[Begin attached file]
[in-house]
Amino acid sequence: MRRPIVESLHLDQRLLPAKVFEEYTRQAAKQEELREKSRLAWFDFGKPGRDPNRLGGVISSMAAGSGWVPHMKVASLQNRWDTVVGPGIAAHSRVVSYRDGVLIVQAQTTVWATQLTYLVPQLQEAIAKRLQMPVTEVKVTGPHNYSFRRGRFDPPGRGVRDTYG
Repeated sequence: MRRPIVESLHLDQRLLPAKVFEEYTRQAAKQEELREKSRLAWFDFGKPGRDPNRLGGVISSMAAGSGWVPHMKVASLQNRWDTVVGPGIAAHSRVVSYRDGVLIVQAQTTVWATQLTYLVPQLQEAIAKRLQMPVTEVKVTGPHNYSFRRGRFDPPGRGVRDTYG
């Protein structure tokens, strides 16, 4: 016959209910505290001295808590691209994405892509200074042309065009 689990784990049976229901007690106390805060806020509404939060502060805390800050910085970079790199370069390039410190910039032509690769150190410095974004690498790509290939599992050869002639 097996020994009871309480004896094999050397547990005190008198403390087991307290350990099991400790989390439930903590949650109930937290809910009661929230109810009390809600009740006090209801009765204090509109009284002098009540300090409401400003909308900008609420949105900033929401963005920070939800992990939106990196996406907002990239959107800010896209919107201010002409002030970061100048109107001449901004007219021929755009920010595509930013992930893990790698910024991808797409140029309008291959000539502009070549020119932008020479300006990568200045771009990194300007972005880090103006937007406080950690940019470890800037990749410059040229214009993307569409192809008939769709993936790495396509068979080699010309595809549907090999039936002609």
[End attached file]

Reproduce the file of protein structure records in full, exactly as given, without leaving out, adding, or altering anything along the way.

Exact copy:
[in-house]
Amino acid sequence: MRRPIVESLHLDQRLLPAKVFEEYTRQAAKQEELREKSRLAWFDFGKPGRDPNRLGGVISSMAAGSGWVPHMKVASLQNRWDTVVGPGIAAHSRVVSYRDGVLIVQAQTTVWATQLTYLVPQLQEAIAKRLQMPVTEVKVTGPHNYSFRRGRFDPPGRGVRDTYG
Repeated sequence: MRRPIVESLHLDQRLLPAKVFEEYTRQAAKQEELREKSRLAWFDFGKPGRDPNRLGGVISSMAAGSGWVPHMKVASLQNRWDTVVGPGIAAHSRVVSYRDGVLIVQAQTTVWATQLTYLVPQLQEAIAKRLQMPVTEVKVTGPHNYSFRRGRFDPPGRGVRDTYG
């Protein structure tokens, strides 16, 4: 016959209910505290001295808590691209994405892509200074042309065009 689990784990049976229901007690106390805060806020509404939060502060805390800050910085970079790199370069390039410190910039032509690769150190410095974004690498790509290939599992050869002639 097996020994009871309480004896094999050397547990005190008198403390087991307290350990099991400790989390439930903590949650109930937290809910009661929230109810009390809600009740006090209801009765204090509109009284002098009540300090409401400003909308900008609420949105900033929401963005920070939800992990939106990196996406907002990239959107800010896209919107201010002409002030970061100048109107001449901004007219021929755009920010595509930013992930893990790698910024991808797409140029309008291959000539502009070549020119932008020479300006990568200045771009990194300007972005880090103006937007406080950690940019470890800037990749410059040229214009993307569409192809008939769709993936790495396509068979080699010309595809549907090999039936002609």